Home · Register · Search · View Winners · Software · Hosting · Software · Join Upload & Sell

Moderated by: Fred Miranda, JimFox
Username   Password

FM Forum Rules
Landscape Posting Guidelines
  

FM Forums | Landscape Photographer | Join Upload & Sell

1       2       3              12      
13
       14              17       18       end
  

Nightscapes using AstroTrac Tracking Mount
  
 
vivekg
Offline

Upload & Sell: Off
p.13 #1 · p.13 #1 · Nightscapes using AstroTrac Tracking Mount


I just found this thread over the last week while I have been trying to figure out what to get. I am loving all the pictures with the big scopes and the Astrotrac images. But I finally bit the bullet and ordered the Vixen Polarie, to keep everything light and wide field for now. Hopefully, I have clear skies for a few weekends and can give it a try and decide if it fits my needs (wants) and equipment.

Please, keep this thread going as the tips are incredibly helpful to a longtime wannabee astrophotographer.

Vivek

(New member on fredmiranda.com, though a lurker on and off for a long time)



May 10, 2013 at 04:22 PM
dgdg
Offline
• • • •
Upload & Sell: Off
p.13 #2 · p.13 #2 · Nightscapes using AstroTrac Tracking Mount


Welcome. You'll love the Vixen polarie. You may want the polar scope in the end, so make sure to test the Polarie sans scope well before you travel.
For you and anyone else, I found a great site that helps you figure out how to use the scope. This link will certainly save you some time.
http://daemongpf.blogspot.com/2012/05/how-to-dial-in-polarie-polar-scope.html



May 10, 2013 at 04:40 PM
MikeW
Offline
• • •
Upload & Sell: Off
p.13 #3 · p.13 #3 · Nightscapes using AstroTrac Tracking Mount


If I was looking to get a setup primarily for static stars in landscapes how do you over come the problem of having to have polaris in view when you have trees etc around you blocking some sky from view?




May 10, 2013 at 04:52 PM
vivekg
Offline

Upload & Sell: Off
p.13 #4 · p.13 #4 · Nightscapes using AstroTrac Tracking Mount


I did indeed order the polar scope. I think it will arrive a few days after the Polarie arrives. Thank you for the link!

Vivek



May 10, 2013 at 05:02 PM
harshaj1
Offline
• • • • • •
Upload & Sell: On
p.13 #5 · p.13 #5 · Nightscapes using AstroTrac Tracking Mount


MikeW wrote:
If I was looking to get a setup primarily for static stars in landscapes how do you over come the problem of having to have polaris in view when you have trees etc around you blocking some sky from view?



I am no expert but this is how you do it.( I read it somewhere) You need a wedge /fluid head to do this. First find the lattitude for your location. For instance my lattitude is 43. Set the angle of the wedge to your lattitude. Then align the scope/camera to north using a compass. Since this is the magnetic north make necessary adjustments for the true north. ( you can find this on the compass or navigational map for your area)Now you should be roughly polar aligned.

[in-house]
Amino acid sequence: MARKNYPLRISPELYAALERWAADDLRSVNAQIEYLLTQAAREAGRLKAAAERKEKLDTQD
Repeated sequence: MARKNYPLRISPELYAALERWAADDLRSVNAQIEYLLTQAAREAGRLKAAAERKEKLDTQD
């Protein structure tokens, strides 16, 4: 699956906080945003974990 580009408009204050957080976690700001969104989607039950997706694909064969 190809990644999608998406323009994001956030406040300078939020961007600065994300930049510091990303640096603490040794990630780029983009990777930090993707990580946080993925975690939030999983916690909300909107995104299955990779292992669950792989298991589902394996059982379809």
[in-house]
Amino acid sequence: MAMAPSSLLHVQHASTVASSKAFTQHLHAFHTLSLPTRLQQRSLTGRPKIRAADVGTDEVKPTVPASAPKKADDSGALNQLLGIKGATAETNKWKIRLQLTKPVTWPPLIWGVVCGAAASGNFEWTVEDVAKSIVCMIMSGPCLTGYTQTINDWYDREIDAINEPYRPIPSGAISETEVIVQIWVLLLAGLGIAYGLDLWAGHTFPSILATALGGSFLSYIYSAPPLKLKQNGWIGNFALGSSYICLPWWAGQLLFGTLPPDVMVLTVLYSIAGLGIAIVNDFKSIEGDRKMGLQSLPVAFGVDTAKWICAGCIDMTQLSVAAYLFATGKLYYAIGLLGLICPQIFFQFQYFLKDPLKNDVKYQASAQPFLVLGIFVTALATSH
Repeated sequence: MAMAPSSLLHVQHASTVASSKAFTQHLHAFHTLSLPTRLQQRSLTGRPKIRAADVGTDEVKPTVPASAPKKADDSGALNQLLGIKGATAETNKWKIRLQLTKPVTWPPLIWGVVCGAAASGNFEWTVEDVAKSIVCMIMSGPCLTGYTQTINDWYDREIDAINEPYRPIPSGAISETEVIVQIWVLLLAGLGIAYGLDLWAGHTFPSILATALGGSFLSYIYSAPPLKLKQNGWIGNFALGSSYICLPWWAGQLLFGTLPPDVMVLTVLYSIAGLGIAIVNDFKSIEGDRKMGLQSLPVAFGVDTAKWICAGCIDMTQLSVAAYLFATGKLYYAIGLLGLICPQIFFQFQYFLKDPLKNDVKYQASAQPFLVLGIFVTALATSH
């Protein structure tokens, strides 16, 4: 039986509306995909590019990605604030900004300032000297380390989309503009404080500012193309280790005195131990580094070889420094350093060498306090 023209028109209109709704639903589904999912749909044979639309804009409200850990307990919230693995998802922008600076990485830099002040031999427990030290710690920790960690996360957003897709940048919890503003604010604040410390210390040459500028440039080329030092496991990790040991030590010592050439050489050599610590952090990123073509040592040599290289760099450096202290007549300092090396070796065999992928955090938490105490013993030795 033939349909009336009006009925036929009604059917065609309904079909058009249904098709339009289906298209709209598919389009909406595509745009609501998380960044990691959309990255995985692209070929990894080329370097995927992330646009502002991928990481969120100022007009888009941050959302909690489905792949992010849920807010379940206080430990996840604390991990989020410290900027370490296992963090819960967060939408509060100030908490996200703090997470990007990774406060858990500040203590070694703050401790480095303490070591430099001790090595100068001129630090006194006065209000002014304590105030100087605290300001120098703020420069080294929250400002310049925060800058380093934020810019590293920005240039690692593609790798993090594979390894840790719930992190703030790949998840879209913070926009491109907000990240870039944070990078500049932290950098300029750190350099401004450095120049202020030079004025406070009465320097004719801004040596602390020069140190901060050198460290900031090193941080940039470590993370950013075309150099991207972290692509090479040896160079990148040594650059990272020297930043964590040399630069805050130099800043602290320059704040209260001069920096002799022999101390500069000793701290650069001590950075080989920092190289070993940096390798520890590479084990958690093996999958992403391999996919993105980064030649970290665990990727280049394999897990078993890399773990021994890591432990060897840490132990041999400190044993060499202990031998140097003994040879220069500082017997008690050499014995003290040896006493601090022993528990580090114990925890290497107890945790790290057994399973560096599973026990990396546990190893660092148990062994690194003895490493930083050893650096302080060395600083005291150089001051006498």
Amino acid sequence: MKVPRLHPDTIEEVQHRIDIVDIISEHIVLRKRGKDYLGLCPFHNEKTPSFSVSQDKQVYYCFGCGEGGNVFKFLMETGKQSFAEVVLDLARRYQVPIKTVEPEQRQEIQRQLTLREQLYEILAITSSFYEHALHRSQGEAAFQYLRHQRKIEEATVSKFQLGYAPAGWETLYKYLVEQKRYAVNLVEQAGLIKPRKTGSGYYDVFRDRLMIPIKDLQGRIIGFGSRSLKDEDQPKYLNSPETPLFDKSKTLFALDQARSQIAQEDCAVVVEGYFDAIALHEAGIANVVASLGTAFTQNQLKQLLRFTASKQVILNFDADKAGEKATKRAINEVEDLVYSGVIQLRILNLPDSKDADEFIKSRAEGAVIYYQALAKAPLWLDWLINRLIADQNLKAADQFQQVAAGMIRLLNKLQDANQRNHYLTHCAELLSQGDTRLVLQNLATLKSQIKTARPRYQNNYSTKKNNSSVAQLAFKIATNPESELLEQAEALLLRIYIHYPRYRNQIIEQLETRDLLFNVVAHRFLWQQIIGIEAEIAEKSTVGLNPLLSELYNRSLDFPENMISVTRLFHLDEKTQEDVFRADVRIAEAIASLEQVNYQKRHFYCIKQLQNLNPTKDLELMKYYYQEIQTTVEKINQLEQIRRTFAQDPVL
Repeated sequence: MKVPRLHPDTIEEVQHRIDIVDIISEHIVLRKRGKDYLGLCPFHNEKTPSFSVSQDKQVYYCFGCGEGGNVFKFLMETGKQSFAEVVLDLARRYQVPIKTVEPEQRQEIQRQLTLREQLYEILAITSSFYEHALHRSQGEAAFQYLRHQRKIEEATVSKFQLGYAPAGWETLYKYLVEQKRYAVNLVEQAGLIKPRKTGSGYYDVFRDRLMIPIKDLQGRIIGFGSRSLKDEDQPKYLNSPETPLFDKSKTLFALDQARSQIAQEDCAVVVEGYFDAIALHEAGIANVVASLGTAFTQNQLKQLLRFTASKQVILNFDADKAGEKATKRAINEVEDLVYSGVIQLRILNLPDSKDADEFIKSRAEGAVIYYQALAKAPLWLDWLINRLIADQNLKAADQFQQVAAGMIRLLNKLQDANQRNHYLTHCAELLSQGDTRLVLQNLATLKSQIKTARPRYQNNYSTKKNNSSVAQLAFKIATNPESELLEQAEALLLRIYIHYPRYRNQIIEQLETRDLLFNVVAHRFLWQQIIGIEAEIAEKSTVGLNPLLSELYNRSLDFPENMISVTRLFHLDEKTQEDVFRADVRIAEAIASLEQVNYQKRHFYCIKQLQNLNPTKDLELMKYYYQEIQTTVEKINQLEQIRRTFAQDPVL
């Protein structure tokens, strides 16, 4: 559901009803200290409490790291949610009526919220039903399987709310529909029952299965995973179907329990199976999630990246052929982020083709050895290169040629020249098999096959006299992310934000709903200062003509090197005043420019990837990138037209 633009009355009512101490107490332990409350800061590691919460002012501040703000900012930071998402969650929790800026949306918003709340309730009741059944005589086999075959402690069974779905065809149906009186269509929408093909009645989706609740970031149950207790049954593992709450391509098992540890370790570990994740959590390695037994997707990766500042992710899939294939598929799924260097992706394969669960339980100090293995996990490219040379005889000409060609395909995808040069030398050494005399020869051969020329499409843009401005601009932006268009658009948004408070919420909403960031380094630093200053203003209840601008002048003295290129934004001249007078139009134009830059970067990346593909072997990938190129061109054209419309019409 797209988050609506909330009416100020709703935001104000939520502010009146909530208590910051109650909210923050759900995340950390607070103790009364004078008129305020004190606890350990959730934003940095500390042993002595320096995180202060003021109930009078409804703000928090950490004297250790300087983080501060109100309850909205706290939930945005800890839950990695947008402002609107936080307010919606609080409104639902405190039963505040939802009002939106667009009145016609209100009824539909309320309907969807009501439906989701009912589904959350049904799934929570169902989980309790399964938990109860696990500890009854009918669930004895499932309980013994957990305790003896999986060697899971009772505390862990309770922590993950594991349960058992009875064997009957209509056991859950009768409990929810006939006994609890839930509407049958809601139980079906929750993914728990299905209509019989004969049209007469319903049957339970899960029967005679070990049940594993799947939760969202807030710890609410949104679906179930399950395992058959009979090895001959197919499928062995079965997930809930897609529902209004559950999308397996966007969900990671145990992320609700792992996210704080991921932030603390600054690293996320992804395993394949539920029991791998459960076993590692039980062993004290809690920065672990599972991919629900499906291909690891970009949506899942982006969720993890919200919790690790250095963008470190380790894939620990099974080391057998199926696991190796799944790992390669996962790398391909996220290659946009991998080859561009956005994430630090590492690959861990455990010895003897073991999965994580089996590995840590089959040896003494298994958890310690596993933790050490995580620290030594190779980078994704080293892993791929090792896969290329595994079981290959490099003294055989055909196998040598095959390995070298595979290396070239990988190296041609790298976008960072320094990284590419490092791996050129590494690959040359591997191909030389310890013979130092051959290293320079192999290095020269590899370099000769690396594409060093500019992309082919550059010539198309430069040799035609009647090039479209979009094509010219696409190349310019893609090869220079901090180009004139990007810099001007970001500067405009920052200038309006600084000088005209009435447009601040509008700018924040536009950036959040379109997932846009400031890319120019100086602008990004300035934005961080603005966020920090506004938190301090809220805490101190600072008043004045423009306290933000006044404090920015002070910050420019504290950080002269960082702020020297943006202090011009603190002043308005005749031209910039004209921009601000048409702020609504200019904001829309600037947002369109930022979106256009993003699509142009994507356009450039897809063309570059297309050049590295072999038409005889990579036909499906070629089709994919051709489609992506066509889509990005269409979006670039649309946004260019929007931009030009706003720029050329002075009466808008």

This alignement is good enogh for wide field astro stuff.
harsha



May 10, 2013 at 05:14 PM
dgdg
Offline
• • • •
Upload & Sell: Off
p.13 #6 · p.13 #6 · Nightscapes using AstroTrac Tracking Mount


If you are really blocked, then you could do as Harsha. Sometimes you can adjust your position just enough to spot the north star through the trees. Or, simply do a 25 sec shot without tracking.


May 11, 2013 at 12:51 AM
Brenton Biggs
Offline
• • • •
Upload & Sell: Off
p.13 #7 · p.13 #7 · Nightscapes using AstroTrac Tracking Mount


Fred Miranda wrote:
Update: I followed the great advice posted on this thread and re-stacked my first image using guiding software and Astrotrac mount.
I stacked the long exposures separately from the short exposures (20s) and combined them in PS. ...now I know I should've taken 10s exposures instead...

For comparison checkout the previous version without the long/short exposure blending.

I also learned a little more about color correcting, stretching and black point adjustment for astro. Thanks guys!

Shot with un-modded 6D, Canon 500mm f/4L IS @4 using a 50mm guiding scope and PHD guiding software.

Here is the result. Let me know your impressions.
...Show more

This is image is mind blowing to me, Fred! Awesome work! I should have not looked into this thread :P Now I'll be looking into these techniques even more, while my wallet says no.



May 11, 2013 at 01:07 AM
MikeW
Offline
• • •
Upload & Sell: Off
p.13 #8 · p.13 #8 · Nightscapes using AstroTrac Tracking Mount


Thanks Harsha & dgdg for the info. I'll think some more. And yes, that image above is awesome, crap I gotta stop looking at it!


May 11, 2013 at 03:55 AM
Fred Miranda
Offline
Admin
Upload & Sell: On
p.13 #9 · p.13 #9 · Nightscapes using AstroTrac Tracking Mount


Anything to bring this thread back. Right?
I just came across a great show called "How the Universe Works". I just started watching it on Netflix.
More info about it: http://en.wikipedia.org/wiki/How_the_Universe_Works
I highly recommend it!
Fred



May 17, 2013 at 04:00 AM
sparrks
Offline
• •
Upload & Sell: Off
p.13 #10 · p.13 #10 · Nightscapes using AstroTrac Tracking Mount


Any hints and tips of how to keep the colour whilst processing in Deepskystacker? It seems to produce an almost b&w looking image and yet I've seem many images stacked using DSS with lots of colour - what's the secret?
Plus a bump for this thread



Jun 01, 2013 at 04:37 PM
 

Search in Used Dept. 



dgdg
Offline
• • • •
Upload & Sell: Off
p.13 #11 · p.13 #11 · Nightscapes using AstroTrac Tracking Mount


Well, there are two ways that I can best figure turn out about the same.
1. Adjust your black/whites and saturation in DSS and them save the tiff for processing in PS.
2. Export the 'B&W' appearing image and do the same in PS.

I thought processing regular images had a learning curve. You ain't seen nothing yet!



Jun 02, 2013 at 02:45 AM
sparrks
Offline
• •
Upload & Sell: Off
p.13 #12 · p.13 #12 · Nightscapes using AstroTrac Tracking Mount